Childhood After Preterm Birth

Principal Investigator(s): Lisa McElaney, MFA
Funding Agency: NIH / NICHD
Dates: 06/01/2007 – 12/31/2008
Reference: 1R43HD055045
Status: Phase I complete; Phase II not pursued
Abstract: In the past decade, there has been dramatic improvement in the survival rate of infants born preterm — i.e., after a pregnancy of less than 37 weeks. As more of these infants leave the neonatal intensive care unit for home, we are just beginning to recognize the special needs of these young children as infants and toddlers. Parents and early childhood providers (early intervention specialists, daycare providers and early childhood educators, nurses, pediatricians, social workers) can all do a better job if they know what to expect and how to help. The project was designed to advance the training of early childhood providers serving children with special needs and their families, and provide much needed education, at appropriate literacy levels, for parents about ways to prepare for the child’s school years. In this Phase I SBIR project, Vida Health Communications, Inc. developed the content and produced prototype segments of the media and print materials for: (1) A provider training program on DVD to convey information about the likely needs of infants and toddlers who were born preterm in areas such as cognition, visual and motor skills, speech and language, and executive function. The training was designed to provide and illustrate effective strategies for providers to use to guide and support the parents. (2) A companion DVD program for parents of young children born preterm explaining in lay terms the developmental course of infants and toddlers, and types of special needs that potentially challenge children born preterm. It also provided and illustrated effective strategies for parents to monitor and enhance their child’s development, and to garner appropriate resources for the child’s preschool years. These materials were then evaluated using focus groups representative of the target audiences. Evaluators used well-documented qualitative techniques to analyze focus group data. Vida did not pursue Phase II due to the lack of a viable commercialization path.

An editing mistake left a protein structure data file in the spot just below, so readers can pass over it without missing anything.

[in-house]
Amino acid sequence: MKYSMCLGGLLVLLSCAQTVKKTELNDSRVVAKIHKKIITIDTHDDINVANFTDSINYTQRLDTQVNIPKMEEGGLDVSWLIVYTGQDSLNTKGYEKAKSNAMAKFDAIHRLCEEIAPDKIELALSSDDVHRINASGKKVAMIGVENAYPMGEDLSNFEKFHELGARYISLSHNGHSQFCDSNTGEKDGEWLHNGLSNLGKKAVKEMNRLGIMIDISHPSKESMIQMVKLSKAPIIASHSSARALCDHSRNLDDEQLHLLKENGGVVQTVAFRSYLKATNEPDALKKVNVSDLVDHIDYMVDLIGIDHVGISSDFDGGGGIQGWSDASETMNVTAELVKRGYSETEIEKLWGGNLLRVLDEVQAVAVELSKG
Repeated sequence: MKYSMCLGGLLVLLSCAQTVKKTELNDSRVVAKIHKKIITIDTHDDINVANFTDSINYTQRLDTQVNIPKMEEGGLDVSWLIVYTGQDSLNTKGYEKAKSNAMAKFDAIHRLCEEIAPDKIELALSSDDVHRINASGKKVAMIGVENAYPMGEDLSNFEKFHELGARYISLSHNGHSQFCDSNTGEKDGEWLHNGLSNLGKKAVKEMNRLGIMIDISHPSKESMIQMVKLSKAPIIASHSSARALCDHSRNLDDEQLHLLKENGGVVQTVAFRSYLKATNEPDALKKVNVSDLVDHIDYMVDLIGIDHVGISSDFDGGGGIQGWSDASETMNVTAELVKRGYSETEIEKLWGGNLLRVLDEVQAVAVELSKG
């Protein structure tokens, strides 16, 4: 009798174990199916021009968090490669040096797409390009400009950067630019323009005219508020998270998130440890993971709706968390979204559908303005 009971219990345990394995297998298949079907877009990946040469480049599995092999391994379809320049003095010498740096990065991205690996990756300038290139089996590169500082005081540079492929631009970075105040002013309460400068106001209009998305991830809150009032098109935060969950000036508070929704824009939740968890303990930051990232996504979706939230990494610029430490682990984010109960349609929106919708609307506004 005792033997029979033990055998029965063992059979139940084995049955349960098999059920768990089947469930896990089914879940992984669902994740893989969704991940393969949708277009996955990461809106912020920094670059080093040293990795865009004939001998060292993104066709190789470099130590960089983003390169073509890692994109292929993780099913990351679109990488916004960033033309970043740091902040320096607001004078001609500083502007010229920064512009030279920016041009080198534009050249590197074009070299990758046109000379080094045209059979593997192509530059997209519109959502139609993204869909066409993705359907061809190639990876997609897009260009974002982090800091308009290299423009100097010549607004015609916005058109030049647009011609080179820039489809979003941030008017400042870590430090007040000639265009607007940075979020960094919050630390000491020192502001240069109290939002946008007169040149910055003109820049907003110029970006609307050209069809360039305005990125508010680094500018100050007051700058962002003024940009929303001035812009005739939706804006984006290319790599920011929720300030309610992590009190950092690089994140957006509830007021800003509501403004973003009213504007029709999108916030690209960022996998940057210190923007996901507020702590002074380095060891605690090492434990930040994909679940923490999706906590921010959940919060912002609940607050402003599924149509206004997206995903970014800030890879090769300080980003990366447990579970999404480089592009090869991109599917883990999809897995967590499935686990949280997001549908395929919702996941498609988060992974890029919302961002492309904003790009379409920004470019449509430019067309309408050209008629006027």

Findings: Phase II was not pursued.

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